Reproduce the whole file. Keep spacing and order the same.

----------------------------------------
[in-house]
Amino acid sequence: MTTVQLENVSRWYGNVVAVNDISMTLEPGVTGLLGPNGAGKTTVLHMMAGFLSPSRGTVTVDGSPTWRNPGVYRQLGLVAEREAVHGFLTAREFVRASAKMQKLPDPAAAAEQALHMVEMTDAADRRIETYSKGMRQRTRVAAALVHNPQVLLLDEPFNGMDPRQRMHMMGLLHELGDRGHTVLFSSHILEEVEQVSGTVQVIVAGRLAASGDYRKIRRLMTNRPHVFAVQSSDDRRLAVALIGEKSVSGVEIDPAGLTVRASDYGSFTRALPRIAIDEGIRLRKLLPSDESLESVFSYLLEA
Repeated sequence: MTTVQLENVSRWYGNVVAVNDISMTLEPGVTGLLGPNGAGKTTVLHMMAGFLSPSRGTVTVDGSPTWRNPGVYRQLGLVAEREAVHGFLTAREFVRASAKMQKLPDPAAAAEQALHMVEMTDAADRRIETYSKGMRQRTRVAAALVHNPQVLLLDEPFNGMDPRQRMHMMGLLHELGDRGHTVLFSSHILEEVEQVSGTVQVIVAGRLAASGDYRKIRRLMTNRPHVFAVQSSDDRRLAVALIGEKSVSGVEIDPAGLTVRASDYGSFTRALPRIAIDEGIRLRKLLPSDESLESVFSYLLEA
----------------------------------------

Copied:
[in-house]
Amino acid sequence: MTTVQLENVSRWYGNVVAVNDISMTLEPGVTGLLGPNGAGKTTVLHMMAGFLSPSRGTVTVDGSPTWRNPGVYRQLGLVAEREAVHGFLTAREFVRASAKMQKLPDPAAAAEQALHMVEMTDAADRRIETYSKGMRQRTRVAAALVHNPQVLLLDEPFNGMDPRQRMHMMGLLHELGDRGHTVLFSSHILEEVEQVSGTVQVIVAGRLAASGDYRKIRRLMTNRPHVFAVQSSDDRRLAVALIGEKSVSGVEIDPAGLTVRASDYGSFTRALPRIAIDEGIRLRKLLPSDESLESVFSYLLEA
Repeated sequence: MTTVQLENVSRWYGNVVAVNDISMTLEPGVTGLLGPNGAGKTTVLHMMAGFLSPSRGTVTVDGSPTWRNPGVYRQLGLVAEREAVHGFLTAREFVRASAKMQKLPDPAAAAEQALHMVEMTDAADRRIETYSKGMRQRTRVAAALVHNPQVLLLDEPFNGMDPRQRMHMMGLLHELGDRGHTVLFSSHILEEVEQVSGTVQVIVAGRLAASGDYRKIRRLMTNRPHVFAVQSSDDRRLAVALIGEKSVSGVEIDPAGLTVRASDYGSFTRALPRIAIDEGIRLRKLLPSDESLESVFSYLLEA